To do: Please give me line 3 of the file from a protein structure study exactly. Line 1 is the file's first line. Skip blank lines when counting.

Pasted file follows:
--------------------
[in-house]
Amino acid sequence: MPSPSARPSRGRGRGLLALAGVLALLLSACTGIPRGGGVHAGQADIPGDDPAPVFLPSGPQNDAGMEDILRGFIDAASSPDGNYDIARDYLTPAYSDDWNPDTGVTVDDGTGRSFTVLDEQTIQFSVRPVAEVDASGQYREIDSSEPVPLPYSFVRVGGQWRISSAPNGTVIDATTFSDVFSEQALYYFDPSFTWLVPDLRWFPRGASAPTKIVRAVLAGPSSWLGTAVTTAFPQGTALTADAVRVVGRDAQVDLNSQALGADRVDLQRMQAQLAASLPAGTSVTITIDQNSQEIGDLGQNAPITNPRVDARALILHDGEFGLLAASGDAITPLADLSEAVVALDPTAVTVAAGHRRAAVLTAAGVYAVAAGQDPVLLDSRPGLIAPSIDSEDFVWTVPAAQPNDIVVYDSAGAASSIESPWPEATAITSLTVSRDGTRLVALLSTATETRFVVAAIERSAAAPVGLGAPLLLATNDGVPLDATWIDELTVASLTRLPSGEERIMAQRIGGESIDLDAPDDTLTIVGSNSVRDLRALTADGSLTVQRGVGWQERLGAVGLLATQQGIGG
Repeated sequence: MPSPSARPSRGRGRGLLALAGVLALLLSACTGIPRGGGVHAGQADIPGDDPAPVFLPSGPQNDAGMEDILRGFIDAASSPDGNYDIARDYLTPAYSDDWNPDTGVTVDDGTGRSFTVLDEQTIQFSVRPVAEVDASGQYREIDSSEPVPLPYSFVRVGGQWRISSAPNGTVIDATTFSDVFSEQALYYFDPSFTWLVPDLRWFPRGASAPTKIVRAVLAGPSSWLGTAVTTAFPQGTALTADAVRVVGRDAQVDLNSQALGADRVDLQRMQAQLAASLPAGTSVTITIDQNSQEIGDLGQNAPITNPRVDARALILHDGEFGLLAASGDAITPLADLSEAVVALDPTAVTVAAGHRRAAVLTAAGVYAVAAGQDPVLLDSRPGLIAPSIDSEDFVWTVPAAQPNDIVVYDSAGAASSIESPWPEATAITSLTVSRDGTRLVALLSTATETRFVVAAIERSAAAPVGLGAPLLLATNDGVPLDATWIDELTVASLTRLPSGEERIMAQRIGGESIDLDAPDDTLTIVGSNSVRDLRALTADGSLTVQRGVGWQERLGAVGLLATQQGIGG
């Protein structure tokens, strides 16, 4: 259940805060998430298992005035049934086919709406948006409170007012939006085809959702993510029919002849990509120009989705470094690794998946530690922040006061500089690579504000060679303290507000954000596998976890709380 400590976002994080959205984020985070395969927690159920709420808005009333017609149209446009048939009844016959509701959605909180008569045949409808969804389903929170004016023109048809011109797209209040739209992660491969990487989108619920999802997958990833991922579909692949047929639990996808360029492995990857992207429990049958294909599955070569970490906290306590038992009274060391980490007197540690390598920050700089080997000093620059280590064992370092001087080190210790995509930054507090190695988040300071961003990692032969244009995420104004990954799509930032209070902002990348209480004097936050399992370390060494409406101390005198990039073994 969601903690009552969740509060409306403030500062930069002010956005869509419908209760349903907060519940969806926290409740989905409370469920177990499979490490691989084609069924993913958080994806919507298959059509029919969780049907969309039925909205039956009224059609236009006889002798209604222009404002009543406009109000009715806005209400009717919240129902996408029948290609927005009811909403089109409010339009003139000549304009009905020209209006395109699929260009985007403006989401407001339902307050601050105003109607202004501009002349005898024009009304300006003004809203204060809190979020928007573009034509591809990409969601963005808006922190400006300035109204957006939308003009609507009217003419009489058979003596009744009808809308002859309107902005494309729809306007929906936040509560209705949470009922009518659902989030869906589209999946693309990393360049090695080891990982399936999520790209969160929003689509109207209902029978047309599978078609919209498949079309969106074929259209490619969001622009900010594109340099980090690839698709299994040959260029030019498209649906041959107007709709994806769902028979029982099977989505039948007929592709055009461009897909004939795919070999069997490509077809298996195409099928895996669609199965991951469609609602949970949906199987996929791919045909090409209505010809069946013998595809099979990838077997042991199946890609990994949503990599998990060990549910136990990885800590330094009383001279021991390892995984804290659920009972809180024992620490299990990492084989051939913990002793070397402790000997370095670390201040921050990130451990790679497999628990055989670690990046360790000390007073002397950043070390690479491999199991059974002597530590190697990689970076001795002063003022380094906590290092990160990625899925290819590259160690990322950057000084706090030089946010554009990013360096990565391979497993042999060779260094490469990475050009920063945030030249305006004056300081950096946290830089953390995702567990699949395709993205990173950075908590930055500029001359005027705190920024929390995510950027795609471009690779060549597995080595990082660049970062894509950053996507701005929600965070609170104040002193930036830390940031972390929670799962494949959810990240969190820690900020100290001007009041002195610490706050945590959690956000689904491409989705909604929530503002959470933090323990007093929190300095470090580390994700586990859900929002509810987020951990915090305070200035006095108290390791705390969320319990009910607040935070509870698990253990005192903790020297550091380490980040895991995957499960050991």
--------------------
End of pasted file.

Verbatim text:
Repeated sequence: MPSPSARPSRGRGRGLLALAGVLALLLSACTGIPRGGGVHAGQADIPGDDPAPVFLPSGPQNDAGMEDILRGFIDAASSPDGNYDIARDYLTPAYSDDWNPDTGVTVDDGTGRSFTVLDEQTIQFSVRPVAEVDASGQYREIDSSEPVPLPYSFVRVGGQWRISSAPNGTVIDATTFSDVFSEQALYYFDPSFTWLVPDLRWFPRGASAPTKIVRAVLAGPSSWLGTAVTTAFPQGTALTADAVRVVGRDAQVDLNSQALGADRVDLQRMQAQLAASLPAGTSVTITIDQNSQEIGDLGQNAPITNPRVDARALILHDGEFGLLAASGDAITPLADLSEAVVALDPTAVTVAAGHRRAAVLTAAGVYAVAAGQDPVLLDSRPGLIAPSIDSEDFVWTVPAAQPNDIVVYDSAGAASSIESPWPEATAITSLTVSRDGTRLVALLSTATETRFVVAAIERSAAAPVGLGAPLLLATNDGVPLDATWIDELTVASLTRLPSGEERIMAQRIGGESIDLDAPDDTLTIVGSNSVRDLRALTADGSLTVQRGVGWQERLGAVGLLATQQGIGG